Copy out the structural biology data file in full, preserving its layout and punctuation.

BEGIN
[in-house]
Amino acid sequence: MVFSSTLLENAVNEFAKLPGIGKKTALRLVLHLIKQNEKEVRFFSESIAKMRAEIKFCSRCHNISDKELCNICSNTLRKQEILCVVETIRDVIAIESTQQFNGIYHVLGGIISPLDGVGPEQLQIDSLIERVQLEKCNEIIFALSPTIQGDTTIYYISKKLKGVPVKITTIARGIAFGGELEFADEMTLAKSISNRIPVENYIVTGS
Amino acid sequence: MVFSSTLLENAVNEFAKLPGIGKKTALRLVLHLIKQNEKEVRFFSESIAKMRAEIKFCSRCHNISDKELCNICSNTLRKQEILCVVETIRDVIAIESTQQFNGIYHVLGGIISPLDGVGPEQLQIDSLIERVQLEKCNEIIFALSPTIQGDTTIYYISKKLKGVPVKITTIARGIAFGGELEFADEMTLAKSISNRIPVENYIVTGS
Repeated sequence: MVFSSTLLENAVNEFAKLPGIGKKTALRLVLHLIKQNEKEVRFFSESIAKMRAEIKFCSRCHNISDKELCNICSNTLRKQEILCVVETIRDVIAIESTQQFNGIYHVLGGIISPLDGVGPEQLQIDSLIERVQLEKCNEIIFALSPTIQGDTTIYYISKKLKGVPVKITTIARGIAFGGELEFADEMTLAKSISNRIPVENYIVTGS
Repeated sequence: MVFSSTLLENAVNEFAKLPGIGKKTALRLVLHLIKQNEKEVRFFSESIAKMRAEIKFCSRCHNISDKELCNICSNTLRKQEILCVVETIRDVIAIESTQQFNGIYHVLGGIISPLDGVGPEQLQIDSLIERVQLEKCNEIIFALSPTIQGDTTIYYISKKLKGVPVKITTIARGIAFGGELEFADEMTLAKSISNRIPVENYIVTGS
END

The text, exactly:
[in-house]
Amino acid sequence: MVFSSTLLENAVNEFAKLPGIGKKTALRLVLHLIKQNEKEVRFFSESIAKMRAEIKFCSRCHNISDKELCNICSNTLRKQEILCVVETIRDVIAIESTQQFNGIYHVLGGIISPLDGVGPEQLQIDSLIERVQLEKCNEIIFALSPTIQGDTTIYYISKKLKGVPVKITTIARGIAFGGELEFADEMTLAKSISNRIPVENYIVTGS
Amino acid sequence: MVFSSTLLENAVNEFAKLPGIGKKTALRLVLHLIKQNEKEVRFFSESIAKMRAEIKFCSRCHNISDKELCNICSNTLRKQEILCVVETIRDVIAIESTQQFNGIYHVLGGIISPLDGVGPEQLQIDSLIERVQLEKCNEIIFALSPTIQGDTTIYYISKKLKGVPVKITTIARGIAFGGELEFADEMTLAKSISNRIPVENYIVTGS
Repeated sequence: MVFSSTLLENAVNEFAKLPGIGKKTALRLVLHLIKQNEKEVRFFSESIAKMRAEIKFCSRCHNISDKELCNICSNTLRKQEILCVVETIRDVIAIESTQQFNGIYHVLGGIISPLDGVGPEQLQIDSLIERVQLEKCNEIIFALSPTIQGDTTIYYISKKLKGVPVKITTIARGIAFGGELEFADEMTLAKSISNRIPVENYIVTGS
Repeated sequence: MVFSSTLLENAVNEFAKLPGIGKKTALRLVLHLIKQNEKEVRFFSESIAKMRAEIKFCSRCHNISDKELCNICSNTLRKQEILCVVETIRDVIAIESTQQFNGIYHVLGGIISPLDGVGPEQLQIDSLIERVQLEKCNEIIFALSPTIQGDTTIYYISKKLKGVPVKITTIARGIAFGGELEFADEMTLAKSISNRIPVENYIVTGS